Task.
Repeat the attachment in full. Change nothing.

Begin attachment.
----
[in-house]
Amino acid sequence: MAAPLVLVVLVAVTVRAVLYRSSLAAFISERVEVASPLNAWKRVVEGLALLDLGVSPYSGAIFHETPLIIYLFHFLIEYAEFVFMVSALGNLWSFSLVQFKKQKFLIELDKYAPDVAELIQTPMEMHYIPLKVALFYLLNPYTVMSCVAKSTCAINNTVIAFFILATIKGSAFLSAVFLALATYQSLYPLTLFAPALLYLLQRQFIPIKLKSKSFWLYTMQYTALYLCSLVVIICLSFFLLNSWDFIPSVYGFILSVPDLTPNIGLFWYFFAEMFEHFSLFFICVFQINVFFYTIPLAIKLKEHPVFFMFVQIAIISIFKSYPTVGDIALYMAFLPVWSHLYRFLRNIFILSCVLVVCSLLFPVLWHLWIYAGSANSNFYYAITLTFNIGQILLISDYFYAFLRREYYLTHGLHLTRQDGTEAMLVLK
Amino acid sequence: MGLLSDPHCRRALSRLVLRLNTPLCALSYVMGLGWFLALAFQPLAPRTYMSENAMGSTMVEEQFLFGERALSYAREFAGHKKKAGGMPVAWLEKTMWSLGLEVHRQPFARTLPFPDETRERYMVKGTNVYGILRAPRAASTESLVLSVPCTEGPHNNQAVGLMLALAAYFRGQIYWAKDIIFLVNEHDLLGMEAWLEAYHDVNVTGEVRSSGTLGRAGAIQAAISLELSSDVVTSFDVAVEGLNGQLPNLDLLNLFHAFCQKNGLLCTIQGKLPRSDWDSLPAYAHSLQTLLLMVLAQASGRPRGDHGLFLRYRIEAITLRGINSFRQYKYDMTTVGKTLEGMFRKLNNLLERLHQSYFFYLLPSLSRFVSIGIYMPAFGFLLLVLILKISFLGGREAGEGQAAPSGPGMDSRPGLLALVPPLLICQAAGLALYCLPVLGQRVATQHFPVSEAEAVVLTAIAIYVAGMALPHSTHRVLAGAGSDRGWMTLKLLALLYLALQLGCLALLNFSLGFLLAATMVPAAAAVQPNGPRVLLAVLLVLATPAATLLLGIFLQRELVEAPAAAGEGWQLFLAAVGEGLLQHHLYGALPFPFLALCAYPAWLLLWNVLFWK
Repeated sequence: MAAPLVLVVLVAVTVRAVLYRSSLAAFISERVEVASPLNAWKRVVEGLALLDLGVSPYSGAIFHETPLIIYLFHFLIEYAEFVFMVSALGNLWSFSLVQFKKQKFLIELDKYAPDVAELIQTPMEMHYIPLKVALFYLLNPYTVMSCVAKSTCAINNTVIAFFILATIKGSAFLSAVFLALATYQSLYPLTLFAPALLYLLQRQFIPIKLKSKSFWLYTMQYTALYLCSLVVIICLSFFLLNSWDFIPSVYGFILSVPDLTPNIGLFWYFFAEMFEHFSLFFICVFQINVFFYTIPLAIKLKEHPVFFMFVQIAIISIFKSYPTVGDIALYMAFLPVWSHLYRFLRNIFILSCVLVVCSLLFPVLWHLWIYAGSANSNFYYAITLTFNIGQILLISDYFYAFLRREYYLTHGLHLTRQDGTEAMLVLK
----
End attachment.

[in-house]
Amino acid sequence: MAAPLVLVVLVAVTVRAVLYRSSLAAFISERVEVASPLNAWKRVVEGLALLDLGVSPYSGAIFHETPLIIYLFHFLIEYAEFVFMVSALGNLWSFSLVQFKKQKFLIELDKYAPDVAELIQTPMEMHYIPLKVALFYLLNPYTVMSCVAKSTCAINNTVIAFFILATIKGSAFLSAVFLALATYQSLYPLTLFAPALLYLLQRQFIPIKLKSKSFWLYTMQYTALYLCSLVVIICLSFFLLNSWDFIPSVYGFILSVPDLTPNIGLFWYFFAEMFEHFSLFFICVFQINVFFYTIPLAIKLKEHPVFFMFVQIAIISIFKSYPTVGDIALYMAFLPVWSHLYRFLRNIFILSCVLVVCSLLFPVLWHLWIYAGSANSNFYYAITLTFNIGQILLISDYFYAFLRREYYLTHGLHLTRQDGTEAMLVLK
Amino acid sequence: MGLLSDPHCRRALSRLVLRLNTPLCALSYVMGLGWFLALAFQPLAPRTYMSENAMGSTMVEEQFLFGERALSYAREFAGHKKKAGGMPVAWLEKTMWSLGLEVHRQPFARTLPFPDETRERYMVKGTNVYGILRAPRAASTESLVLSVPCTEGPHNNQAVGLMLALAAYFRGQIYWAKDIIFLVNEHDLLGMEAWLEAYHDVNVTGEVRSSGTLGRAGAIQAAISLELSSDVVTSFDVAVEGLNGQLPNLDLLNLFHAFCQKNGLLCTIQGKLPRSDWDSLPAYAHSLQTLLLMVLAQASGRPRGDHGLFLRYRIEAITLRGINSFRQYKYDMTTVGKTLEGMFRKLNNLLERLHQSYFFYLLPSLSRFVSIGIYMPAFGFLLLVLILKISFLGGREAGEGQAAPSGPGMDSRPGLLALVPPLLICQAAGLALYCLPVLGQRVATQHFPVSEAEAVVLTAIAIYVAGMALPHSTHRVLAGAGSDRGWMTLKLLALLYLALQLGCLALLNFSLGFLLAATMVPAAAAVQPNGPRVLLAVLLVLATPAATLLLGIFLQRELVEAPAAAGEGWQLFLAAVGEGLLQHHLYGALPFPFLALCAYPAWLLLWNVLFWK
Repeated sequence: MAAPLVLVVLVAVTVRAVLYRSSLAAFISERVEVASPLNAWKRVVEGLALLDLGVSPYSGAIFHETPLIIYLFHFLIEYAEFVFMVSALGNLWSFSLVQFKKQKFLIELDKYAPDVAELIQTPMEMHYIPLKVALFYLLNPYTVMSCVAKSTCAINNTVIAFFILATIKGSAFLSAVFLALATYQSLYPLTLFAPALLYLLQRQFIPIKLKSKSFWLYTMQYTALYLCSLVVIICLSFFLLNSWDFIPSVYGFILSVPDLTPNIGLFWYFFAEMFEHFSLFFICVFQINVFFYTIPLAIKLKEHPVFFMFVQIAIISIFKSYPTVGDIALYMAFLPVWSHLYRFLRNIFILSCVLVVCSLLFPVLWHLWIYAGSANSNFYYAITLTFNIGQILLISDYFYAFLRREYYLTHGLHLTRQDGTEAMLVLK